To conclude, on my frequent visits to African countries, I am increasingly struck by the changes I have witnessed. We have all seen how the continent has largely leap-frogged fixed telephones, with the total number of mobile phone subscribers now at over 600 million, meaning half of all Africans have a mobile phone. And often they are using them in ways not yet possible in other parts of the world.
We should be able to contribute to enhancing Africa’s prosperity through the sustainable development of Africa’s mineral and energy resources, towards similar leapfrogging in the energy sector, with populations rapidly moving out of poverty going straight to energy and electricity access. For this to happen, we must be pragmatic to the extent that transition energy such as LNG, natural gas and LPG will form part of what is required.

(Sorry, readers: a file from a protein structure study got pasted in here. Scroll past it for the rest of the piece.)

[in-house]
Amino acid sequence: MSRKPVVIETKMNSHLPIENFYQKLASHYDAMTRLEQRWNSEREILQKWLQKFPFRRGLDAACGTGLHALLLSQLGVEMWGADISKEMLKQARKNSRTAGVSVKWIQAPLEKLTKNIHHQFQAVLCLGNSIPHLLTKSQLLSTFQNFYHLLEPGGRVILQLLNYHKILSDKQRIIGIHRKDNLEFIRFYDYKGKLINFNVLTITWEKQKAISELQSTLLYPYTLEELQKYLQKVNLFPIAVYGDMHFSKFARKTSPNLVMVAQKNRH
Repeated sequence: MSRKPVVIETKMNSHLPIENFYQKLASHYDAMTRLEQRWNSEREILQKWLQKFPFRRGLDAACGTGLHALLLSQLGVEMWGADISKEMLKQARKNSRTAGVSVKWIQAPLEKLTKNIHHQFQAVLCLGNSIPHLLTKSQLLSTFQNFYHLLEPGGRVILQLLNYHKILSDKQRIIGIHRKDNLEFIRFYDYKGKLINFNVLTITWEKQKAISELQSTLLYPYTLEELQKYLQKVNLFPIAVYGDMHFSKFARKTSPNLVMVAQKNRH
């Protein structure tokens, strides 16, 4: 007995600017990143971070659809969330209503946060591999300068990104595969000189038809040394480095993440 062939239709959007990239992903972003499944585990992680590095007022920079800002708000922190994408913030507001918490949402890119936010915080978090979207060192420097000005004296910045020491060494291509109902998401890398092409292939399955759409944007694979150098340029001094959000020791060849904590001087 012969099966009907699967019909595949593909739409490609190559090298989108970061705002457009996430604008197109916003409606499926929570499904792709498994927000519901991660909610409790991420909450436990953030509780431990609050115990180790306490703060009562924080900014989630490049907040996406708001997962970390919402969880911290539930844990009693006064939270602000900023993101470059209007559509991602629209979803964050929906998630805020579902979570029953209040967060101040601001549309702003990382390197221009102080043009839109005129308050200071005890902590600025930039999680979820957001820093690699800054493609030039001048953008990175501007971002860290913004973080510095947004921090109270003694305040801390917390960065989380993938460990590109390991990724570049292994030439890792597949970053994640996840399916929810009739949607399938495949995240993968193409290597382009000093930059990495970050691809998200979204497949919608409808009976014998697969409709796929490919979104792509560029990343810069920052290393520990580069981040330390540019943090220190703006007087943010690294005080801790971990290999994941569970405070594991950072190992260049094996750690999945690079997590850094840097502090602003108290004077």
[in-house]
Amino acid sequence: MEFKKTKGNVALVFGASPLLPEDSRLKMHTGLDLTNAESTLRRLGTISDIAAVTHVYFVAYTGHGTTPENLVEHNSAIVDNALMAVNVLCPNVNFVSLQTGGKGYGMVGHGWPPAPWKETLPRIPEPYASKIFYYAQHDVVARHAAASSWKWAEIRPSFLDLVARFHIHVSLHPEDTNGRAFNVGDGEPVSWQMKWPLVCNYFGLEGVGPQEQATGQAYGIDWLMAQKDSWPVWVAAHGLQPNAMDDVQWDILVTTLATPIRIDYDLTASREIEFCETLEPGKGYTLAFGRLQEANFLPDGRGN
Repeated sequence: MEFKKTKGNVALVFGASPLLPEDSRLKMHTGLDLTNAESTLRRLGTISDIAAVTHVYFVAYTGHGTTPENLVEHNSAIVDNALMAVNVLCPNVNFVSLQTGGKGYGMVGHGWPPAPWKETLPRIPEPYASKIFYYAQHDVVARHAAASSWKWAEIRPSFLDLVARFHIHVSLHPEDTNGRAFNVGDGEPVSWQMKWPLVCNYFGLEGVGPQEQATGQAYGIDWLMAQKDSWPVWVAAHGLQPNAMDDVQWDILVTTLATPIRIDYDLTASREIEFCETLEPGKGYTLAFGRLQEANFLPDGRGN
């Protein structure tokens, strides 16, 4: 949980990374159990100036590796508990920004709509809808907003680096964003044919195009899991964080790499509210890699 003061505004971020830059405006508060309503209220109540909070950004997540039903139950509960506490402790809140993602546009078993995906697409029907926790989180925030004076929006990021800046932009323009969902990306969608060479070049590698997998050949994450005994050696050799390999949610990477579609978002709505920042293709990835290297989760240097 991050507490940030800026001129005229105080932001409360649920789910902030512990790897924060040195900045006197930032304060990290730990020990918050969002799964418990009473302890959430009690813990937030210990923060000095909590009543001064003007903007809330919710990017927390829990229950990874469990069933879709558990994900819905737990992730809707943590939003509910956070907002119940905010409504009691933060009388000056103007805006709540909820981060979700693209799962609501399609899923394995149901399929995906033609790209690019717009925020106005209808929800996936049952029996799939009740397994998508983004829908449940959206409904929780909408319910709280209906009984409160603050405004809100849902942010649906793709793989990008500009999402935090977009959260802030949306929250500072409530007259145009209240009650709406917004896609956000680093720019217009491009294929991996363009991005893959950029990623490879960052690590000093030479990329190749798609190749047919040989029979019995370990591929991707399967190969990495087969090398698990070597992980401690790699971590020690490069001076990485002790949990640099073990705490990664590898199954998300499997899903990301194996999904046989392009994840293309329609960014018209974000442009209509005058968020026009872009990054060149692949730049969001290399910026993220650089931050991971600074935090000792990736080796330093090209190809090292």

Companies like ours bring benefits to society by efficiently and reliably moving resources from where they are plentiful to where they are needed. We are increasingly helping the continent’s growing economies meet rising demand for fuel and other materials through efficient and cost-effective supply chains.
For 25 years Trafigura has been part of the natural resource value chain. Now, it is time to deploy the skills learnt, ensuring that business in Africa is financed and risks are managed in providing energy and other service - bringing benefits across the continent.
By Jeremy Weir,
Executive Chairman and Chief Executive Officer for Trafigura